“Code Black” certainly feels like a misnomer, since it’s hard to think of a medical drama that could possibly look more beige. Named after a term for a very specific type of crisis — a moment when a hospital’s resources are essentially overwhelmed by the number of emergency patients — the CBS series is trying to get maximum promotional mileage out of Marcia Gay Harden’s casting as a hard-driving surgeon, one of the heroic personnel on display. Harden isn’t the only fine actor here, but they’re all toiling in service of hoary cliches, in a pilot that quickly flatlines.
“For the next three years, I’m your mama,” gruff nurse Jesse Sallander (Luis Guzman) tells the new batch of first-year residents, in very “Grey’s Anatomy”-like fashion. Under the supervision of Harden’s residency director Dr. Leanne Rorish, they’re an eclectic but pretty nondescript bunch, other than Christa Lorenson (“NYPD Blue’s” Bonnie Somerville), who will eventually explain why she’s subjecting herself to this ordeal at a more advanced age than most of her peers.
The premise, such as it is, is that this L.A.-based facility notoriously happens to be the busiest emergency room in the U.S., one where “Code Black” is called more than any other. Throughout the hour, the code level keeps changing colors as new cases pour in, escalating the stress on staff. Yet if that’s meant to build suspense, it winds up playing mostly like a gimmick, with the requisite warm-and-fuzzy moments after all the shouting of medical jargon and fast-paced music subsides.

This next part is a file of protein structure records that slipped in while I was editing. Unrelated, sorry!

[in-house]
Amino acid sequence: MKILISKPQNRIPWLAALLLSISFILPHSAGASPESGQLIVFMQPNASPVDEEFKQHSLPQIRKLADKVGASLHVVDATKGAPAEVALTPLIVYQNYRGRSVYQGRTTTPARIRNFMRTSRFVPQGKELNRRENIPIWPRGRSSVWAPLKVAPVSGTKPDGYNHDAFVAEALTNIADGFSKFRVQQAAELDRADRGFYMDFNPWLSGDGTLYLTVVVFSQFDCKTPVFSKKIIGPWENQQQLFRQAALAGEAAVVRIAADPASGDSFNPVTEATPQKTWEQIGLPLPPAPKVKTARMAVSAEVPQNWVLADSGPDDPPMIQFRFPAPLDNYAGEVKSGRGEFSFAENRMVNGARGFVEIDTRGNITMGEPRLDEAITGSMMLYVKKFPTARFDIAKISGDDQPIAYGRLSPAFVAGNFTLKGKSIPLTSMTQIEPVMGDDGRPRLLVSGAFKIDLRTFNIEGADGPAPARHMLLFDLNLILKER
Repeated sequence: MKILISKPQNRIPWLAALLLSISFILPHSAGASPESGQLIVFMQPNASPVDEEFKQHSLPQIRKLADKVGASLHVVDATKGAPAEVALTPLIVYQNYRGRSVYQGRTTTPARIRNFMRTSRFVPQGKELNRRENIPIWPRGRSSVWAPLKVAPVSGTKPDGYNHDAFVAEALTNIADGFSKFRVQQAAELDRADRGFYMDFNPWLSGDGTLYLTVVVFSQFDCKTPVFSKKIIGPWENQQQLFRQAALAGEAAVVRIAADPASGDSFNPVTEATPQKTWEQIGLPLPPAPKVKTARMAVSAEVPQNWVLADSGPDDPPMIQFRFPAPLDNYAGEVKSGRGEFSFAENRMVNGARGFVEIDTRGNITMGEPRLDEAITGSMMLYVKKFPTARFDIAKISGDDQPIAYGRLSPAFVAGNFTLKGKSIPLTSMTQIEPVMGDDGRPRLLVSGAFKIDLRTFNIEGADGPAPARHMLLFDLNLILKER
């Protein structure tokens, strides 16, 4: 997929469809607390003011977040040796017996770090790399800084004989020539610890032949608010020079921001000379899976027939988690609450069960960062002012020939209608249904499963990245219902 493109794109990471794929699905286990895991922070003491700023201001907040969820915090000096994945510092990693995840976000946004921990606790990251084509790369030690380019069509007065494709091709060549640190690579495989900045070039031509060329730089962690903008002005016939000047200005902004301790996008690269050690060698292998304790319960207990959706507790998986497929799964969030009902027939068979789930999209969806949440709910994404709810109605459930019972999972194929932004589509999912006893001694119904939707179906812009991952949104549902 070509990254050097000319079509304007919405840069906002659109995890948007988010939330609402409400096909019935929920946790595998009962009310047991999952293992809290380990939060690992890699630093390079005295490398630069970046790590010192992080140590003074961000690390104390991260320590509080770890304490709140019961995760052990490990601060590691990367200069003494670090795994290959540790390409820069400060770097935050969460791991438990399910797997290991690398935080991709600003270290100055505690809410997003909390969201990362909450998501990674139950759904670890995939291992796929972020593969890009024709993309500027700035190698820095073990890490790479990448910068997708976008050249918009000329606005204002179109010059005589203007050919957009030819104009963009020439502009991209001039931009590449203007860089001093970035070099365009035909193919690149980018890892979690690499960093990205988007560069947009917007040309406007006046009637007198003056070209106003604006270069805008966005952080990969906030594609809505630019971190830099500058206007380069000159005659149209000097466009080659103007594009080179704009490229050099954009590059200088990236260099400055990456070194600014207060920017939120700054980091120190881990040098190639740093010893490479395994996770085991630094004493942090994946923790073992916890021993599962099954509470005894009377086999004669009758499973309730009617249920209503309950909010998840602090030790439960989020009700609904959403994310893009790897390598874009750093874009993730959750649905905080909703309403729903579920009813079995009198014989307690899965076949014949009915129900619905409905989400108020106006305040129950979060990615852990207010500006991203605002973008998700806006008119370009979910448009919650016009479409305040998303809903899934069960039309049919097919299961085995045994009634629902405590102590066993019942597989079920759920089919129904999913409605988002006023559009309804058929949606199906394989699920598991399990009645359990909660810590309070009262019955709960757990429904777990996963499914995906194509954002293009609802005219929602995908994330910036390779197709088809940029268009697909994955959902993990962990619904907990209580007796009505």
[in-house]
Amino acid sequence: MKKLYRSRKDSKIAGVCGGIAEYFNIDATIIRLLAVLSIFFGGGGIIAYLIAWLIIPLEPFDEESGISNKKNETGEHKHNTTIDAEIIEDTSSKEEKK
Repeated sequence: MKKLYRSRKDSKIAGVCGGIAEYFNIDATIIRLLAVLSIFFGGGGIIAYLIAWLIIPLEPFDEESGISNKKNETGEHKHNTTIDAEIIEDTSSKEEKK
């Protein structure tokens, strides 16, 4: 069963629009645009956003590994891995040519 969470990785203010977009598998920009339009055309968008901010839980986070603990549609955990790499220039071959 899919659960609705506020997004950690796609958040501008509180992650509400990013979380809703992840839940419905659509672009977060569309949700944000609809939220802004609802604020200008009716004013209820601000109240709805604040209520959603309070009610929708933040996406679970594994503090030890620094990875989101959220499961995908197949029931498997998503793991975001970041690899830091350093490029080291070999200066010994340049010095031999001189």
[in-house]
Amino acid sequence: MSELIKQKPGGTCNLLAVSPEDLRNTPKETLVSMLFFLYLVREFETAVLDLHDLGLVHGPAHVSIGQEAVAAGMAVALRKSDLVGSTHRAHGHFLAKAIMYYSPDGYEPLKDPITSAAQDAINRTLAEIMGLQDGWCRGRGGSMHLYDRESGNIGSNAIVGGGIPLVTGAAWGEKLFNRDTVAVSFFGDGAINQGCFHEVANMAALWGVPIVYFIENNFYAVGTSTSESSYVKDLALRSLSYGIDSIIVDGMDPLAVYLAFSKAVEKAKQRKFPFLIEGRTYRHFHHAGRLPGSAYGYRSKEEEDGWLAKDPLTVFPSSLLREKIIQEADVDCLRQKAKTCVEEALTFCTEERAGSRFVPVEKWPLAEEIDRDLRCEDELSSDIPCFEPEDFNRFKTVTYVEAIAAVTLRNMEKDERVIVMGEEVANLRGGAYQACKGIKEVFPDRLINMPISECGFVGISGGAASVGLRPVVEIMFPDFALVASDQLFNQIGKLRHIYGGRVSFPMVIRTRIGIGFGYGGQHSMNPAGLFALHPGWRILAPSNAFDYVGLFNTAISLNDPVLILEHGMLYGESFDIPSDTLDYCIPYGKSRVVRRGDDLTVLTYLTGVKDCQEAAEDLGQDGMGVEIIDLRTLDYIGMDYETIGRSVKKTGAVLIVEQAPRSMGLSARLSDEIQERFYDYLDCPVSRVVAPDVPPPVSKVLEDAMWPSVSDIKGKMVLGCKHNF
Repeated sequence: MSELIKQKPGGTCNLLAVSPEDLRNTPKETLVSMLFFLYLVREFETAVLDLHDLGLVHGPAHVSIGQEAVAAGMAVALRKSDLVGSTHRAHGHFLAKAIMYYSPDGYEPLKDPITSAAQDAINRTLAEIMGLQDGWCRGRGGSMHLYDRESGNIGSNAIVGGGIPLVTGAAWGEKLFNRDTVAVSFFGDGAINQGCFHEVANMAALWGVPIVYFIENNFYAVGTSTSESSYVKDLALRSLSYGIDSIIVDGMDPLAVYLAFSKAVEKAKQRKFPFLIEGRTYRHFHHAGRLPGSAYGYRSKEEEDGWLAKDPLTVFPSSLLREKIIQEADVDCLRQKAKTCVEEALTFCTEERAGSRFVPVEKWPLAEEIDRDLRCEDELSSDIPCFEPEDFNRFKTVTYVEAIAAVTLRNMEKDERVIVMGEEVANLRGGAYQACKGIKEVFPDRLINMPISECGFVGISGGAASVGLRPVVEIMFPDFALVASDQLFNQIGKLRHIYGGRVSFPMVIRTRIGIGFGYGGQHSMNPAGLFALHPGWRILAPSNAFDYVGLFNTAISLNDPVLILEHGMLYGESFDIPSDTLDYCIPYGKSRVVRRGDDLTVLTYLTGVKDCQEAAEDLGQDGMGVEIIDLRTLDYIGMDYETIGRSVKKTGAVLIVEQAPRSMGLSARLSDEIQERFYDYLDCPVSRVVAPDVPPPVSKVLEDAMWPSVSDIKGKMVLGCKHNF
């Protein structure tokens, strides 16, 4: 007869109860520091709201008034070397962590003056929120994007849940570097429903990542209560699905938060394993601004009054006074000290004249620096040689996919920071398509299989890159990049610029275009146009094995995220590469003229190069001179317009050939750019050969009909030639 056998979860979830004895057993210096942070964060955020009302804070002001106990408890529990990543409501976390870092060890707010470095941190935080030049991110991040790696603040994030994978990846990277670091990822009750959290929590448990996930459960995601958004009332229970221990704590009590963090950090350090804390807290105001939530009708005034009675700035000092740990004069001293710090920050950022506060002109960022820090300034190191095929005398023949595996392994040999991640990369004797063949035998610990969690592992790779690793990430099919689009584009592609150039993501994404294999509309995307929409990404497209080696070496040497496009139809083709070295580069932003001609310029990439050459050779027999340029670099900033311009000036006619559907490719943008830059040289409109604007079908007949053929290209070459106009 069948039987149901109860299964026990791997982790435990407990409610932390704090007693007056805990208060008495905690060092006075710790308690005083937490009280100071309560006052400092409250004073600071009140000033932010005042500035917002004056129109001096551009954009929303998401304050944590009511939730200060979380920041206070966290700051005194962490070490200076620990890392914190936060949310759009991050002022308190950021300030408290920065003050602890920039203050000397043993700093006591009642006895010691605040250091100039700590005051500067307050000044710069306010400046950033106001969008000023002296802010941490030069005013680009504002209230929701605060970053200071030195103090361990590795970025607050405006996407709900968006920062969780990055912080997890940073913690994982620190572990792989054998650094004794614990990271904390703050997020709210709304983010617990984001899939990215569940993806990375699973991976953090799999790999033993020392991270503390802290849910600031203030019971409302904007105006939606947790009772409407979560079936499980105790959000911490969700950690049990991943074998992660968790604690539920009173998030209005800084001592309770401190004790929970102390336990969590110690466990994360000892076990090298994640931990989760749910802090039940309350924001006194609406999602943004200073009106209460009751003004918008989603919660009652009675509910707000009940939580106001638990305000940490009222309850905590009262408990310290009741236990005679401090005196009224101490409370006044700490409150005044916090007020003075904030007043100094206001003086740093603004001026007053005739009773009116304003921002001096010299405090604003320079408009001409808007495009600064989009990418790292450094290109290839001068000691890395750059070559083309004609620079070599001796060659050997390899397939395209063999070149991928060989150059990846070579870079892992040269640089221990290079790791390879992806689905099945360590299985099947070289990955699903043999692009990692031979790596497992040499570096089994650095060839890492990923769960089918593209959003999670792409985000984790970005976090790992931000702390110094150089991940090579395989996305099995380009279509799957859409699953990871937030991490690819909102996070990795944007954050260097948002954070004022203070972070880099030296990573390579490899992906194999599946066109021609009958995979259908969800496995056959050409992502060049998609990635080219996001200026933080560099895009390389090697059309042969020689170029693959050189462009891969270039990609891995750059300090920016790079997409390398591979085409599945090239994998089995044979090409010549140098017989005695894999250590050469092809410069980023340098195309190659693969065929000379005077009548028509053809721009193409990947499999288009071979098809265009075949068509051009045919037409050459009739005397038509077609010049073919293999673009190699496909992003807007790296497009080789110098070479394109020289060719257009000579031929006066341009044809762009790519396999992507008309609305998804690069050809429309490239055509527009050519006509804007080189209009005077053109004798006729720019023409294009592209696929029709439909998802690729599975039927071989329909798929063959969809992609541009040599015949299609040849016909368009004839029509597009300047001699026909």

CBS tends to be selective and targeted with its development, and the network clearly wants another medical show in its arsenal, perhaps just to break up the monotony of putting additional serial-killer shows (oh “Stalker,” we hardly knew ye) behind “Criminal Minds.” In that regard, “Code Black” bears a passing resemblance to one of the network’s most recent stabs at the genre, “Three Rivers,” which starred Alex O’Loughlin (who no doubt thanks his lucky stars that show failed, given that he’s spent the past several years catching rays in Hawaii).
As with most of these familiar templates, unless the producers get extremely lucky with the casting beyond more established names like Harden and guest Kevin Dunn, there has to be at least some wrinkle that distinguishes the program from everything else that’s on, much less what’s passed before. And this one doesn’t come close to establishing that uniqueness, at least initially.
So when the smoke clears (or, actually, the blood gets suctioned away), those viewers who stick around might be inclined to ask, with apologies to Aaron Sorkin, “Who ordered the ‘Code Black?’ ” In keeping with the show’s general diagnosis, the responsible parties should take one big step backward.